Well, it may not be cancer and we may not find out. Because is it really worth the suffering and discomfort?
Yesterday I took Walter to the vet for nausea and diarrhea issues. She kept him for the afternoon, gave fluids and meds to calm the little mans tummy. That all seemed fine. And then…. she dropped the other shoe. He has a UTI infection. And…. he has a mass on his prostate. What does that mean?
Well of course first we treat the infection. Then we can do a biopsy and an ultra sound and blah blah blah. So what if its is cancer? First off that area in practically inoperable. Surgery is not an option. Chemo. I am not big on that idea. Most dogs that I know who have gone through chemo have not added much if any time onto their lives. They suffer through the chemo only to die a few weeks or months later. Is it worth it to let them suffer through the treatment?
Prostate cancer or tumors on the prostate is suppose to be rare in dogs but can occur in neutered and un-neutered dogs. The treatments are limited to radiation and chemo with most dogs passing within 7 days of diagnosis.
So what choice do you make? My choice is to keep my boy as comfortable as I can and let him go peacefully.
Please let me know if you have had to make tough choices for your best friend.
Yes I once used retractable leashes. I guess after you have an incident with them you are more wary. Retractable leashes are not only dangerous for a dog they can also be dangerous for the people who use them.
The last time I used a retractable I was walking my 80 lb standard poodle, he liked to chase squirrels. So one cool morning as we were walking in North Shore Park he took off after a squirrel, I didn’t want to let go of the leash because I didn’t it want it to recoil and hurt the dog. You may guess that at this point the I got to do some face surfing through the dewy grass. Luckily nothing was much hurt aside from my ego that day. I was lucky a lot of other people are not. Grabbing these leashes or getting your hand, arm or leg wrapped around them can cause serious injury. I have heard of people fingers coming off. Ouch. And yes there is a disclaimer on these leashes.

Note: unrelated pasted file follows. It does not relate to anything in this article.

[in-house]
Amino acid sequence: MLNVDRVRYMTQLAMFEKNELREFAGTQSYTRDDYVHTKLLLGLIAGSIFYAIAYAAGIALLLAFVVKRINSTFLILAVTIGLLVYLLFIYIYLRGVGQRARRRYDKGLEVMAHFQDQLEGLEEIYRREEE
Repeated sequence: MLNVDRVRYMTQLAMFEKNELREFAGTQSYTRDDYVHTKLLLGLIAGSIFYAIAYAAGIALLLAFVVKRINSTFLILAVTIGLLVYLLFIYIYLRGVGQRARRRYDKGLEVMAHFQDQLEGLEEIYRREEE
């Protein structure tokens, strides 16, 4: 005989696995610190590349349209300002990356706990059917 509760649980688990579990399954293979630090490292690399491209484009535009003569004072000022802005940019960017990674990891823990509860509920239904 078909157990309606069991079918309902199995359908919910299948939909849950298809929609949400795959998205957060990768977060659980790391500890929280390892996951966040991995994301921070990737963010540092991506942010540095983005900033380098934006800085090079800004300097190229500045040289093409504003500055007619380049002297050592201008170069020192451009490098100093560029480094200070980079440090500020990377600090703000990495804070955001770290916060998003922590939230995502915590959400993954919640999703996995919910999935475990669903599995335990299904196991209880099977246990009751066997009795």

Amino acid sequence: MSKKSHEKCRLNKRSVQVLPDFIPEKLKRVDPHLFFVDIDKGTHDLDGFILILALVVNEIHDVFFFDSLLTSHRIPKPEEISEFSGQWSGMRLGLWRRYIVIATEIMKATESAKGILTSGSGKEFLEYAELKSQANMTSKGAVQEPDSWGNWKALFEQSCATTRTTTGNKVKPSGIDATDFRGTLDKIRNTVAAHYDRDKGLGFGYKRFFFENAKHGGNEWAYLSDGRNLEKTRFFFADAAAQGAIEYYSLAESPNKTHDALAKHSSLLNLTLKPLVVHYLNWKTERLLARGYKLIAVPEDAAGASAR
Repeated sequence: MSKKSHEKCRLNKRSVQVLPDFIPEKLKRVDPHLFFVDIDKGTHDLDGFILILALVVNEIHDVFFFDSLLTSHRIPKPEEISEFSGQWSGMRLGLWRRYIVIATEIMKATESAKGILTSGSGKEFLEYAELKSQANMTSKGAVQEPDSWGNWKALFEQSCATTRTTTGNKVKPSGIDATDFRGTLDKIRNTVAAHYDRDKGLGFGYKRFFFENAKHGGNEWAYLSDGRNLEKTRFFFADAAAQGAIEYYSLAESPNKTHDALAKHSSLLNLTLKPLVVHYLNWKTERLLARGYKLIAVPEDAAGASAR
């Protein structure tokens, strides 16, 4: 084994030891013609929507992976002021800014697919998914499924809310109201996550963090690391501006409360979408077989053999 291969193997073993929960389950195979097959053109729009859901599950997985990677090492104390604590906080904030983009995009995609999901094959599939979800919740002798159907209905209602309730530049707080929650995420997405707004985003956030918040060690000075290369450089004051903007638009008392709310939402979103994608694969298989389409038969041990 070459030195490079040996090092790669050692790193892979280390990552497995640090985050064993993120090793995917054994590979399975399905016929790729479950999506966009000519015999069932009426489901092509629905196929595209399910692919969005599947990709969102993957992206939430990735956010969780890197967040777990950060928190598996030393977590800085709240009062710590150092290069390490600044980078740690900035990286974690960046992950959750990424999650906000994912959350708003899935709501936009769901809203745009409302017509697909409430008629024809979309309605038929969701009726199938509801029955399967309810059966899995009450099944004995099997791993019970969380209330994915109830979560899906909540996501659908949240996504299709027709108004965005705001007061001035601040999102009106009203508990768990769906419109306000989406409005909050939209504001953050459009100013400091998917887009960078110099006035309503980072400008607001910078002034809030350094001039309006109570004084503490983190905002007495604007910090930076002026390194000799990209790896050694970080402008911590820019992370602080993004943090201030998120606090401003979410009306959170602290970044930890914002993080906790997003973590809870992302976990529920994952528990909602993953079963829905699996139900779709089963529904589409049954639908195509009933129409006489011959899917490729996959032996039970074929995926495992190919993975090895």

My other issue with these leashes is people’s lack of control over their pets. OK now you have an 80, 90, 100 lb dog on a 12 or 16 foot leash. How do you control it. I live in an area where more and more people are moving and walking their dogs daily. The dogs are leading the way going where they want, rounding blind corners way out in front of the walker. What if they see something, a squirrel, a dog they don’t like, (they may not like everyone), a skateboard, the UPS man. Or something just scares them, how are you going to control that situation?
Please don’t tell me your dog is friendly and listens. It doesn’t matter to me, my dogs are reactive and I try to avoid situations. You make it so hard for me to do that with your long lead. Don’t be lazy get a city lead and give your dog a nice long walk and you both will be better off for it.